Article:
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18 hours ago, jimn said:

Another referendum and the UK votes to stay in the pound will soar.

If there was another referendum and the UK voted to stay in, the likelihood is that it would be a similar margin of victory as the vote to leave enjoyed in 2016. I don't think anyone is predicting a landslide victory, whichever way it goes.

 

In this situation, it's hard to imagine that overturning of the 2016 vote, in favour of this new vote, would be without considerable political and possibly legal challenge. The idea that things will seamlessly swing around 180 and the country will harmoniously simply go back to staying in the EU, seems a bit unlikely to me. After all, leavers will simply point to the fact that the 2016 vote outcome was never enacted, so why should a new vote be respected. And then there is the issue of whether or not the EU will allow us to simply go back to how things were before. It's quite possible that they won't. Then what? Leavers of course will argue that people didn't know what they were voting for, if the EU has us return under different terms.

 

I just don't think your prediction of the pound soaring in the event of a new vote to remain, takes into account how incredibly messy and uncertain things will still be. It's not just like waving a wand and the last three years gets forgotten about.

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2 minutes ago, rixalex said:

If there was another referendum and the UK voted to stay in, the likelihood is that it would be a similar margin of victory as the vote to leave enjoyed in 2016. I don't think anyone is predicting a landslide victory, whichever way it goes.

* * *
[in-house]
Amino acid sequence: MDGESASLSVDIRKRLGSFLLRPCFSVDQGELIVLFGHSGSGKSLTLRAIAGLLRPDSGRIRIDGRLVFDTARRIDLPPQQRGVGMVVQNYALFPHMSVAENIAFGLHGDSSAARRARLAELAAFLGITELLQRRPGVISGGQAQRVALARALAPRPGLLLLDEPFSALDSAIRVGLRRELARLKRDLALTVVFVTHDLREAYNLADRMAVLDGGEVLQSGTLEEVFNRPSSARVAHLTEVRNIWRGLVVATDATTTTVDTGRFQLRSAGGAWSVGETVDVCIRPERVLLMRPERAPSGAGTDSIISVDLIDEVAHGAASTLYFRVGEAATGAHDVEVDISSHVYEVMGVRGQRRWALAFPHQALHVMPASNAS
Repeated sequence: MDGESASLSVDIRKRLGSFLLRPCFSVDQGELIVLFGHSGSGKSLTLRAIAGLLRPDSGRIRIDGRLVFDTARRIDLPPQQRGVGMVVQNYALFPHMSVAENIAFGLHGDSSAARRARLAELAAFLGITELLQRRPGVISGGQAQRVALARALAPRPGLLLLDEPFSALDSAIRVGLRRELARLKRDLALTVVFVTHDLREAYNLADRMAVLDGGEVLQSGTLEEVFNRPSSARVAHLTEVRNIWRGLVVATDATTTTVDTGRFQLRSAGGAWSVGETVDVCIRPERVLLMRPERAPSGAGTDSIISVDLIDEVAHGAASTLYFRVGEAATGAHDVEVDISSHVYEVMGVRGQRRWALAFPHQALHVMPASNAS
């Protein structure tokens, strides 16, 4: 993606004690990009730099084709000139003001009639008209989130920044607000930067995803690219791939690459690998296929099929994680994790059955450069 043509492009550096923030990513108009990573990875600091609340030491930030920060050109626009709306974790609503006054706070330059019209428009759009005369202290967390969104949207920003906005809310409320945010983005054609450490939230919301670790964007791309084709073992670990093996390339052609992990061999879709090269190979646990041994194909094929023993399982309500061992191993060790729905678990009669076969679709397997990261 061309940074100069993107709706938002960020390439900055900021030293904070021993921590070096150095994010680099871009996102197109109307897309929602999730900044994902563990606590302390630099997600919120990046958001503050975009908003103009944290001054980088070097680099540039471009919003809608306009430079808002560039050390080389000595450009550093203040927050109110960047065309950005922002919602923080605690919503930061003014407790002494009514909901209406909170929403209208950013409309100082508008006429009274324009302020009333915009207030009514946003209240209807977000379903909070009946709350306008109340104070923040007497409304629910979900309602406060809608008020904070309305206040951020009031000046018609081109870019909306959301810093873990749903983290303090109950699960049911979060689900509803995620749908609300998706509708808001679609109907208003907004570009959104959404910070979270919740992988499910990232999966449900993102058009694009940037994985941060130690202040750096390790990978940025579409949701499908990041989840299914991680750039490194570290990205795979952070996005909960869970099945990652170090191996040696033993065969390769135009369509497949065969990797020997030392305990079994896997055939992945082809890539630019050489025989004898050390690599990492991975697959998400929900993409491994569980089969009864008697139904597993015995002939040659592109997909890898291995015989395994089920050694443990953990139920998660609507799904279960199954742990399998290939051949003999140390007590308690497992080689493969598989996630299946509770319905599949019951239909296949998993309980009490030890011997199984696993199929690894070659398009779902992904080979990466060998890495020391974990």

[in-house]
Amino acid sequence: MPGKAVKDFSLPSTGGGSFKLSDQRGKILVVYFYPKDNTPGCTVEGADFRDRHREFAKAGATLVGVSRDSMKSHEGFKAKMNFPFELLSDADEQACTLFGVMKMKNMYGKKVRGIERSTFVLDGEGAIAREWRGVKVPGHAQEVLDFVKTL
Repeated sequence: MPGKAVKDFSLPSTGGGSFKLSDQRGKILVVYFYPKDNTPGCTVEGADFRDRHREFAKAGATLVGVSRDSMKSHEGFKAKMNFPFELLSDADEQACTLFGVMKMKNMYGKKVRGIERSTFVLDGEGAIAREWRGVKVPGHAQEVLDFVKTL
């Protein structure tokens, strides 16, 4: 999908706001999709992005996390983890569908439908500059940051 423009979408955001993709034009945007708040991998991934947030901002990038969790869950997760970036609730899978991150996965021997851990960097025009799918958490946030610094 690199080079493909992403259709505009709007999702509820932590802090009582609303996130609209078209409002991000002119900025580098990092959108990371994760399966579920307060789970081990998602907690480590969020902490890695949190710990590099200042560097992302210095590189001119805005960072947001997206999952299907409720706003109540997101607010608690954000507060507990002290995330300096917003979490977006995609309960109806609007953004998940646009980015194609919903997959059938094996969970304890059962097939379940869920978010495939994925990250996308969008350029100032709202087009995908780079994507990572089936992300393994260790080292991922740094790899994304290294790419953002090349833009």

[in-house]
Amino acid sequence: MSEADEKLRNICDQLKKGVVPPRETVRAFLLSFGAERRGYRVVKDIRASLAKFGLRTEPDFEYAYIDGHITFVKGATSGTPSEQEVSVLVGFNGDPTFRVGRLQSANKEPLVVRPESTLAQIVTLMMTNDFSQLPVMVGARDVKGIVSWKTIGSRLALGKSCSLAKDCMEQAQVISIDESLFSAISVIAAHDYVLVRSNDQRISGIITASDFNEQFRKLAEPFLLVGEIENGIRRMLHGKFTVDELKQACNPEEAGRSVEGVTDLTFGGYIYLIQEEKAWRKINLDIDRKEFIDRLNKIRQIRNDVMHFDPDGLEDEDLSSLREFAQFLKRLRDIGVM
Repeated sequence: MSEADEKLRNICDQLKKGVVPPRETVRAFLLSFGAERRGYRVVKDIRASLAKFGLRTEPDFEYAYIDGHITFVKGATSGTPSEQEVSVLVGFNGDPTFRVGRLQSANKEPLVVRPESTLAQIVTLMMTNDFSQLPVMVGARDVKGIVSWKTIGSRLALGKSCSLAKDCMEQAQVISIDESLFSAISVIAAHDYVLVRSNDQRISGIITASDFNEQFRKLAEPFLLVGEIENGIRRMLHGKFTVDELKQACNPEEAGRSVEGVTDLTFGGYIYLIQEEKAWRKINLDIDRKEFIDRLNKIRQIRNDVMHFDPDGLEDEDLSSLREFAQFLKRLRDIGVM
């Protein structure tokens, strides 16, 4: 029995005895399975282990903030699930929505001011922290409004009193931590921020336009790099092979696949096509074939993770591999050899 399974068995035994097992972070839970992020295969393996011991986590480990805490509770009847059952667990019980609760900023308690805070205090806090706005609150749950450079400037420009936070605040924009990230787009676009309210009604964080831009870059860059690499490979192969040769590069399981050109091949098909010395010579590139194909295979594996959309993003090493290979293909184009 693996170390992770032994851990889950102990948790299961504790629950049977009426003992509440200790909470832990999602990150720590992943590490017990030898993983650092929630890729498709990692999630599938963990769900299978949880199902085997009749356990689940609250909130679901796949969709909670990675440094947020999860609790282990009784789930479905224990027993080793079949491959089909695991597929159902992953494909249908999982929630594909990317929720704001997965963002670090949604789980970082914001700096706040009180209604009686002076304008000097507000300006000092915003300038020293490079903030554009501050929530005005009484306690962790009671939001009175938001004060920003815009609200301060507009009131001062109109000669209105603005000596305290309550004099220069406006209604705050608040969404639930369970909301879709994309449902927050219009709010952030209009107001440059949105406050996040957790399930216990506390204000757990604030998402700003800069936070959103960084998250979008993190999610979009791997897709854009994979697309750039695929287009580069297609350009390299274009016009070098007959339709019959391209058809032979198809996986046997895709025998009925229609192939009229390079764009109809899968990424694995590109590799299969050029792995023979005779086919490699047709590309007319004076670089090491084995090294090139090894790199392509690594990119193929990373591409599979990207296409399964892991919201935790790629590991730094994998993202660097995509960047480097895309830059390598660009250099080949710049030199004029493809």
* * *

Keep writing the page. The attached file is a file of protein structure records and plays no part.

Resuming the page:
In this situation, it's hard to imagine that overturning of the 2016 vote, in favour of this new vote, would be without considerable political and possibly legal challenge. The idea that things will seamlessly swing around 180 and the country will harmoniously simply go back to staying in the EU, seems a bit unlikely to me. After all, leavers will simply point to the fact that the 2016 vote outcome was never enacted, so why should a new vote be respected. And then there is the issue of whether or not the EU will allow us to simply go back to how things were before. It's quite possible that they won't. Then what? Leavers of course will argue that people didn't know what they were voting for, if the EU has us return under different terms.

 

I just don't think your prediction of the pound soaring in the event of a new vote to remain, takes into account how incredibly messy and uncertain things will still be. It's not just like waving a wand and the last three years gets forgotten about.

It would take a bit longer for the Pound to recover if there is a hard Brexit, but it's certain. The problem as you say and as I said above is only uncertainty concerning trade and finance markets (the latter being a case of the tail wagging the dog 😁). 

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Everyone looks at the effect that Brexit will have on the U.K.,

but fail to look at how our exit will affect the E.U.as it works

both ways,

There are 27 members of the E.U.,168 other countries in the World,

many of them who are doing O.K. without been in it,many whom are

doing a lot better than E.U.  Viva Brexit.

regards Worgeordie